The bulk of the game’s offerings come in the form of a career mode that spans nine different cups, with each offering a selection of races that steadily grow in difficulty. Each successive group of challenges is unlocked by acquiring a sufficient amount of stars which are themselves garnered by finishing in the top three places on each race, to make it slightly less taxing to unlock those more challenging tournaments, the number of races within them also increase, meaning that the harder the cup is to complete, the more stars it has to offer. Simple, right? Well, not really, you see, the opponent AI is actually rather taxing, right from the off as it seems to always have a degree of speed and handling that the player can only dream about, though there are ways to get around this and end the CPU’s dominance on the track.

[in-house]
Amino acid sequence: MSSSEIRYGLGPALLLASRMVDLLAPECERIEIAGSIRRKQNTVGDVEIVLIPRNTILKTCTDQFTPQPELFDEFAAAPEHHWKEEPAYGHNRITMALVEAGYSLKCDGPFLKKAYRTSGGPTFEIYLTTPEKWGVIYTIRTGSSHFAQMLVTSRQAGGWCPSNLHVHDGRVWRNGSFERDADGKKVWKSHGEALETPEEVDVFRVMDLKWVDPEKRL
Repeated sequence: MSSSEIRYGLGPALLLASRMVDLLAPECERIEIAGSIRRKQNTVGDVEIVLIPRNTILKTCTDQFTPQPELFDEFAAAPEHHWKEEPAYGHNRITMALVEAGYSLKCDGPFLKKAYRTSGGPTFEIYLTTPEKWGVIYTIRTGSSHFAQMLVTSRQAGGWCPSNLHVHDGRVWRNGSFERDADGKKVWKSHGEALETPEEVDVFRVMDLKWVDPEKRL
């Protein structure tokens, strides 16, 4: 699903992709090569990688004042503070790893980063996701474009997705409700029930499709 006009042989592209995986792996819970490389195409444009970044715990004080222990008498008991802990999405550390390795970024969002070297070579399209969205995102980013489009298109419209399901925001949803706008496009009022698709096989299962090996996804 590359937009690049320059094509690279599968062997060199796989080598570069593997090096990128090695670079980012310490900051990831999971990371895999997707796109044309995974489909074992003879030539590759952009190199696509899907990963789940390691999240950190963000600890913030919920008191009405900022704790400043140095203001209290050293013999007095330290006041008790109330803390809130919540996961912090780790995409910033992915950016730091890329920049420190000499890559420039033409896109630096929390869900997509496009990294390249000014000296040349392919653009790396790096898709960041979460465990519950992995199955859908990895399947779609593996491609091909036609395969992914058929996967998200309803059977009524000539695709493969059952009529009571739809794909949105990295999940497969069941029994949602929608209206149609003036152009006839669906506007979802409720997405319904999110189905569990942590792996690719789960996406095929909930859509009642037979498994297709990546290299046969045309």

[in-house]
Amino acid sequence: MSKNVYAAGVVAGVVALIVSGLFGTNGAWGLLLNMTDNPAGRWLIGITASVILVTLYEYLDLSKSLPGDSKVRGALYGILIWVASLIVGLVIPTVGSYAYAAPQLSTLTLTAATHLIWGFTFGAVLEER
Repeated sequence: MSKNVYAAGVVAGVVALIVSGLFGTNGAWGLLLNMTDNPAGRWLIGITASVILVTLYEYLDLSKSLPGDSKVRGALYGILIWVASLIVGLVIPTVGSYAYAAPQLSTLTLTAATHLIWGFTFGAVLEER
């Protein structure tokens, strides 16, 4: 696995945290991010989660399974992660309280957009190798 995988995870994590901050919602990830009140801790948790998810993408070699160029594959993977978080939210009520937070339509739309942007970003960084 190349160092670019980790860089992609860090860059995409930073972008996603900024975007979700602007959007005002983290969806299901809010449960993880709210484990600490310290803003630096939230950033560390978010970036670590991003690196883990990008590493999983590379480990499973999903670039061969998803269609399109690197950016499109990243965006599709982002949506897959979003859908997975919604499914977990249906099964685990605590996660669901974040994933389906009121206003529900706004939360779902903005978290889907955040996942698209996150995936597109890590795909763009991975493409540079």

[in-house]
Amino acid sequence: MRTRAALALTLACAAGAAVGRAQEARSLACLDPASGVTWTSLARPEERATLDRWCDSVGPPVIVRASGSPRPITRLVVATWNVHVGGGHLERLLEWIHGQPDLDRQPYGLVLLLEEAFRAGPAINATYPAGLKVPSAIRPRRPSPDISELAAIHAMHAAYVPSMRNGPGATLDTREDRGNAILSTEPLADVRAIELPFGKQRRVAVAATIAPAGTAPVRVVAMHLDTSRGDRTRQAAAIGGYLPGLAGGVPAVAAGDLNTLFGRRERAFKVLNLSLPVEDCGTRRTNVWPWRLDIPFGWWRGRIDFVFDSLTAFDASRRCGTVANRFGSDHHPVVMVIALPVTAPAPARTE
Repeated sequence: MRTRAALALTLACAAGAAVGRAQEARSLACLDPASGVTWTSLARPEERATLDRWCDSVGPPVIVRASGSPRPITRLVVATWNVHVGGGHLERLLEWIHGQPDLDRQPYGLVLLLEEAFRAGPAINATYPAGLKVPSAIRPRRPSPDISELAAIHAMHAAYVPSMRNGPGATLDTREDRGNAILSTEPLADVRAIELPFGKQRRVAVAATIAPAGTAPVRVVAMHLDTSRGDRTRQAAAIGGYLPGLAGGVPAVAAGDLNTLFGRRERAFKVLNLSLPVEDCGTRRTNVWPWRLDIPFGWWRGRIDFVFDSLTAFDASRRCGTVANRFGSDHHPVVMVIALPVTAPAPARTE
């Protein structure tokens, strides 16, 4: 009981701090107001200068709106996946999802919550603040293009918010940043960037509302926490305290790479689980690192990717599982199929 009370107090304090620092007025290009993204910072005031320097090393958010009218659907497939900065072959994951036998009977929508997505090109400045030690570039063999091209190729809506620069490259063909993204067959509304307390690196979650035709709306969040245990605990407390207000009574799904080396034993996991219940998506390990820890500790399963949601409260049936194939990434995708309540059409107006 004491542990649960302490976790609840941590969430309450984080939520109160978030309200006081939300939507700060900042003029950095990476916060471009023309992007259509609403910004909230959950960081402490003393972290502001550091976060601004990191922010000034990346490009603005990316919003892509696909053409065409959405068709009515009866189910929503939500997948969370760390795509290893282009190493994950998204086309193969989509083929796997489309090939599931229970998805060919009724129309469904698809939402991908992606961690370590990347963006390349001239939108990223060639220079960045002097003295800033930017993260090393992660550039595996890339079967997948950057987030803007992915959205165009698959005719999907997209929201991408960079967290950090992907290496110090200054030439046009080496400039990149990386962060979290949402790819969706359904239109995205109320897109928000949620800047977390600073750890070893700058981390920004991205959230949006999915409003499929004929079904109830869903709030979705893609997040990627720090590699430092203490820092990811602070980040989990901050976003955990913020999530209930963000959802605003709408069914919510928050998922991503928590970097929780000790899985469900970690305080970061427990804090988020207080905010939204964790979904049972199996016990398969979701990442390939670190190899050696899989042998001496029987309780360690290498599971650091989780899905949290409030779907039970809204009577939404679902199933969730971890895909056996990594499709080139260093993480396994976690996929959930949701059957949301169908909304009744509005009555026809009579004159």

For a start there are ten different vehicles that can be purchased from the in-game store, these vary wildly in price from fairly affordable to ludicrously expensive, meaning that players will undoubtedly have to backtrack to earlier races in order to grind their way up the ranks. Racing offers XP as well as cash rewards, this allows the player to level up, earning skill points to buy upgrades and skill moves, whilst additional bonus sums of cash are also dumped into one’s savings account upon reaching a new milestone. On top of this, each of the game’s vehicles (including the basic one that players are given upon completing the tutorial) are upgradeable, with four different rated areas to improve upon, these being; acceleration, top speed, handling and boost (this affects how much boost can be earned from stunts). Upgrades offer a cost effective means of making a vehicle more competitive, yet whilst improving the inaugural jet ski does allow the player to become more than competitive on the first two available cups, it does mean that grinding becomes a staple part of the game very early on.